But the minister went further on Perth radio. He said: ‘But I’d be more than happy to talk to local communities.’ What a complete and utter fib! You have not been anywhere near the Adelaide Hills, Minister. You were not there last Thursday night.
Well, I got there! I got to the meeting last Thursday night. Where was the minister? He failed to attend, he failed to consult and he said, ‘The cabinet has decided to make this decision; bad luck to the community.’ Now, when we try to move for a parliamentary committee, the minister says, ‘That’s nothing but a political organisation.’ What about the climate change committee? What about the Murray-Darling Basin committee? Are they political organisations as well, Minister? You have lost control of this issue, Minister, and you should front up to the Adelaide Hills. You should front up and ask the people’s views on what they think of your decision without having consulted them.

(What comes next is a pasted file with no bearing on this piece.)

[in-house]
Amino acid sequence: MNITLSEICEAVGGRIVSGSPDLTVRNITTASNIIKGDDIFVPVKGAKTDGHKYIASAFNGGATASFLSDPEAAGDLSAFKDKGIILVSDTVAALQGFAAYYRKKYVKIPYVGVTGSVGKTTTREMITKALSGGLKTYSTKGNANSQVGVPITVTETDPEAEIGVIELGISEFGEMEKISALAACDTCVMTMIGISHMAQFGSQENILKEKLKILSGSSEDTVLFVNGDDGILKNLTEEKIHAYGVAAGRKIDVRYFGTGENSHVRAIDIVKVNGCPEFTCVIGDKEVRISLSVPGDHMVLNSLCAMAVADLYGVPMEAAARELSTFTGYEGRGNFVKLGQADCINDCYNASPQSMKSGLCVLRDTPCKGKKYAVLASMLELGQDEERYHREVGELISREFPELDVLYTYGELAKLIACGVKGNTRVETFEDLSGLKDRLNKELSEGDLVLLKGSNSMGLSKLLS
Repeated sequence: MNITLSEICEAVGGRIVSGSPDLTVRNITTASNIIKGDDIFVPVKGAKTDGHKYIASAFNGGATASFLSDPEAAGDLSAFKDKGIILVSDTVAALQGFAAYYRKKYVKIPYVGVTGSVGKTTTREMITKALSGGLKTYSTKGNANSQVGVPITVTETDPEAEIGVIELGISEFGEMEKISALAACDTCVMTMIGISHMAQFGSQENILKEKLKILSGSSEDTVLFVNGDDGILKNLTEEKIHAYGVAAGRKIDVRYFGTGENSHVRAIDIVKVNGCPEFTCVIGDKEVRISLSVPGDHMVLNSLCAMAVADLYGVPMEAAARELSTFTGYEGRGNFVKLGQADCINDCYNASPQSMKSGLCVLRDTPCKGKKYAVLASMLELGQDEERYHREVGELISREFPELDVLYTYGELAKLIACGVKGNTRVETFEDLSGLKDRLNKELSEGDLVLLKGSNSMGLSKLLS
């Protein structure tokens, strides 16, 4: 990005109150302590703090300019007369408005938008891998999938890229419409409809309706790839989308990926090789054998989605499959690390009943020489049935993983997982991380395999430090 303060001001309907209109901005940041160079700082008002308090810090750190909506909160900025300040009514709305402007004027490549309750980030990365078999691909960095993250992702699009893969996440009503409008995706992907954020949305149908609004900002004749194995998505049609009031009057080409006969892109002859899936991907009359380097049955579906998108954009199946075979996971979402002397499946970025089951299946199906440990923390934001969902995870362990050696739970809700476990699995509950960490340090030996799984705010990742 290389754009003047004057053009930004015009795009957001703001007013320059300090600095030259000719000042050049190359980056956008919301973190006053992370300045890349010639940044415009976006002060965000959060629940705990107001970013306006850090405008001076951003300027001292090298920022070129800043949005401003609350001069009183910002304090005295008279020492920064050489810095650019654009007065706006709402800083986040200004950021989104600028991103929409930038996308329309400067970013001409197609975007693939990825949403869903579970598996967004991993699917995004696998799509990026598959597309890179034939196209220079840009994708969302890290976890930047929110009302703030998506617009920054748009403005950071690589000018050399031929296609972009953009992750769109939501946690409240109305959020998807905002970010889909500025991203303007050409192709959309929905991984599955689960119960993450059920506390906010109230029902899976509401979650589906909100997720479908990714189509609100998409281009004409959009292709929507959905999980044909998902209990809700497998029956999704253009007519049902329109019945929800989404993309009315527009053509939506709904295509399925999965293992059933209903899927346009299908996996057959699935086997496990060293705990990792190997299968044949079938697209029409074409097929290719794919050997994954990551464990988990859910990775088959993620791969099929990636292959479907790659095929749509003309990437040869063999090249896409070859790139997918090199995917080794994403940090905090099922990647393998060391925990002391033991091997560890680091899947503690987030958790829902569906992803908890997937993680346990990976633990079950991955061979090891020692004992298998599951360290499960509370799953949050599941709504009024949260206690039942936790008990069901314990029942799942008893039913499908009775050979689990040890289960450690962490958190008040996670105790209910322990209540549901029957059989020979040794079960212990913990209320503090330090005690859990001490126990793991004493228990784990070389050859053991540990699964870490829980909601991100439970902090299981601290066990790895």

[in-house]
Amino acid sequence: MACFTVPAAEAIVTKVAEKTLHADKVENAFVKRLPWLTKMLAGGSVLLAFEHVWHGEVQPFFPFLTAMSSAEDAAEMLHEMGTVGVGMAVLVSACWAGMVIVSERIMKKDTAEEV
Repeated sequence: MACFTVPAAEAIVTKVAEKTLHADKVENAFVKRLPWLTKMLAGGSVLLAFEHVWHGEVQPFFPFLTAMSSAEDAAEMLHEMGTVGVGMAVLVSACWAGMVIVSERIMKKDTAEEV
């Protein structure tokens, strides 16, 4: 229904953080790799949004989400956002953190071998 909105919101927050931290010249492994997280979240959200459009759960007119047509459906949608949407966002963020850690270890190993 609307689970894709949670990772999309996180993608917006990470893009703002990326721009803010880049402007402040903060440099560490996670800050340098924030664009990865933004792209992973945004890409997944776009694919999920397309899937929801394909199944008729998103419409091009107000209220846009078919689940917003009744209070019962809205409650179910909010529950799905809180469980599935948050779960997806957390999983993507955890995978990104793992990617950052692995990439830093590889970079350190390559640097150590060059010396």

This motion should be supported, because my community deserve to have their say. Let the sunshine flow in. Let the committee raise these issues. If this could happen to my community, it could happen to any community represented in this place. We had the member for Hughes yesterday asking very relevant questions of the Prime Minister, and all he got was shrill abuse and no ruling out of the facility at Holsworthy. What about the member for McEwen? What will happen when Puckapunyal is used as one of these facilities? What will the member for McEwen say to his community? If the government can get away with this today, they can get away with it next week and the week after.